Woodn’t Like Yew to Know

I’m mostly returned from my chemical absence and freshly engaged with the conscious world.  Nigh bed ridden to boot, gout keeping me hobbled by the desk.  Time for an update.

I don’t recall much of the last few weeks, but I can’t imagine there was much before yesterday worth noting, so it’s no great loss.  As with Edison on his quest to properly steal the light bulb, I’ve merely discovered another way not to cure my depression.  After a few weeks of counter titration I might be ready to try another med, but until then I’m grateful for my return to normalcy, no matter the quality of said norm.  It’s still better than a state semi-sapient somnambulism which I’d inhabited of late.

If this post is confusing, pay no mind. Clarity was not much my concern while writing.

I finally made it to Saturday’s market yesterday, a place to which I’d wanted to return for months.  A place that, for a near identical duration, I’d managed to forget about, oversleep through, or otherwise miss.  As the indoor part of the market occurs once a week, there is a small window for attendance and a large chasm to miss it by.  The shop I’d wanted to visit was a sort of hardware store, a cluttered and narrow booth run by two delightful old men who seemed concerned more with being pleasant to their customers as they were breaking even.  I remember my previous visit some years ago, during which I wanted to buy something that hadn’t any tag, so one of the fellows asked me if I thought five dollars was all right.  For a well made American tool, the modern Chinese made equivalent of which would cost close to sixty dollars, five dollars was more than all right.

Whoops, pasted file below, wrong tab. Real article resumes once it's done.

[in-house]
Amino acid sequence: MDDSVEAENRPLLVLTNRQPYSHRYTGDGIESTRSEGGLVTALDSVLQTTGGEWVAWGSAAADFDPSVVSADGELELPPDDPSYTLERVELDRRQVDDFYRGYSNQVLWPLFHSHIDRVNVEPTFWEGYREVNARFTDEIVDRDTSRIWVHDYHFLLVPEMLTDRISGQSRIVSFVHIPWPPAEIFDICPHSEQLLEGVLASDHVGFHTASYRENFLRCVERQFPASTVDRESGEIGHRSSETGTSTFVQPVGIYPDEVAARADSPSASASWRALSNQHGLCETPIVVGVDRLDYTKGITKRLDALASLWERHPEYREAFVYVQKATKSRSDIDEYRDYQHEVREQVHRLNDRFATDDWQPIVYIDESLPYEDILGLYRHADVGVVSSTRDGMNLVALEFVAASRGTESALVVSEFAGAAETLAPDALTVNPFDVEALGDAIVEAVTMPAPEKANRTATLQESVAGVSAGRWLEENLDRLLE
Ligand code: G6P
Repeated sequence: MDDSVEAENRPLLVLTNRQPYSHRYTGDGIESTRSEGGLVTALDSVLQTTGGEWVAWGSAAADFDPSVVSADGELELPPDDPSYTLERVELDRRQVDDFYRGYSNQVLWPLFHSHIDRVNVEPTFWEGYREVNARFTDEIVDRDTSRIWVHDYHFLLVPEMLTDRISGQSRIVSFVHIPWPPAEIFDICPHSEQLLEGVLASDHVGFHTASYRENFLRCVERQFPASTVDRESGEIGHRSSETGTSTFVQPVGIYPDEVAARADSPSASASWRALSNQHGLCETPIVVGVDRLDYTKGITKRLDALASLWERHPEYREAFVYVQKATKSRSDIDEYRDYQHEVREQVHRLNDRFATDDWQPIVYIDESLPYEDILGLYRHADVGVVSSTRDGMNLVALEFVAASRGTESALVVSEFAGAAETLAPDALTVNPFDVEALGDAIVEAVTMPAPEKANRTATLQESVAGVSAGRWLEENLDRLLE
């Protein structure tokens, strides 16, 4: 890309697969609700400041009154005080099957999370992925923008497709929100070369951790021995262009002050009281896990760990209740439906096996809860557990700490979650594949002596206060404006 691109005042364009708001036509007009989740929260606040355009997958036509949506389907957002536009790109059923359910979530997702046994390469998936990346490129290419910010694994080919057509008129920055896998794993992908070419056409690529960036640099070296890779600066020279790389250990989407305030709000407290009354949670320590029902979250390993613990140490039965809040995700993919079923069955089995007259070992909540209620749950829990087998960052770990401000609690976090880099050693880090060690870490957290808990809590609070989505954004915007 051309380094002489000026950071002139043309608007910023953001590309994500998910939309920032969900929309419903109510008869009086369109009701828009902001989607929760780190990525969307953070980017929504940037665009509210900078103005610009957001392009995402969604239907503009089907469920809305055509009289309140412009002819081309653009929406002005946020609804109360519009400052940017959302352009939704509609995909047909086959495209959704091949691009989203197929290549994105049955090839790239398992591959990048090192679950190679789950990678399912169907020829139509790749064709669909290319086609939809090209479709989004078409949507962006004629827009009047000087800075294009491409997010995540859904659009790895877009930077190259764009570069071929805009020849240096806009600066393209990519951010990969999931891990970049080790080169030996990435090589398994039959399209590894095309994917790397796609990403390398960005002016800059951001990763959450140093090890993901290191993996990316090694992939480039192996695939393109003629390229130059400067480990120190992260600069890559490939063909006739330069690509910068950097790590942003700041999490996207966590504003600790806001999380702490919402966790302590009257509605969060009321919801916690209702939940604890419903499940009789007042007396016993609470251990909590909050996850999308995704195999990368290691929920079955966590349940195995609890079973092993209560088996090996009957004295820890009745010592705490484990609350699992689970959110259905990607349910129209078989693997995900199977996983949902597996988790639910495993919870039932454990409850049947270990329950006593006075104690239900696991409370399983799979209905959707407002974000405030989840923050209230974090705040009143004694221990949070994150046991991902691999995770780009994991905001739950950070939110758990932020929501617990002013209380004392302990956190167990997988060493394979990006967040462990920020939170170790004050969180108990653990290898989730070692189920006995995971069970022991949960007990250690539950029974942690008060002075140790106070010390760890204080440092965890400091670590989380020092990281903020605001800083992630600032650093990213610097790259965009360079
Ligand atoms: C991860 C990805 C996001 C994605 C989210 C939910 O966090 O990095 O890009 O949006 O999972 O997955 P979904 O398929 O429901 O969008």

I loved visiting that booth, listening to the owners joke with and tease each other and talk with their customers, new and returning, as friends.

Unfortunately, the booth is now gone.  The whole of the market seems to have had a depressing fault slip into redneck hell.  It always had an undercurrent of country bigotry trickling beneath its earnest agrarian nature.  Since I’d last attended that current has welled up and swallowed the whole of the place.  There was nothing for me there, nothing I wanted from the seven separate vape shops, nor from the myriad of kipple and crap dealers.

I was very disappointed, having finally gotten what I’d wanted after months of waiting only to find that what I’d hoped for no longer exists.

Mary convinced me to go to an antique market across the river.  I was skeptical, “antique market” a term conjuring an image less of bargain priced, master crafted tools, and more of incredibly expensive things passed between men closer to the financially comfortable parts of their lives than I.  Still, Mary wouldn’t let me wallow.  Glad I am that she didn’t.  The market turned out to be a small warehouse filled with unmanned booths, two hundred or so micro stores.  With no salesman, one was free to browse at will.  It was the perfect setup for conscientious socially anxious.

Mary and I spent a few hours browsing through the materials.  There seemed to be no theme, some shops having what looked like garage sale left overs, while others had antiques more in line with expectations come of the building’s name.  It was interesting to note patterns of goods, what items survived for a century, what types of things kept popping up and what seemingly common items were absent.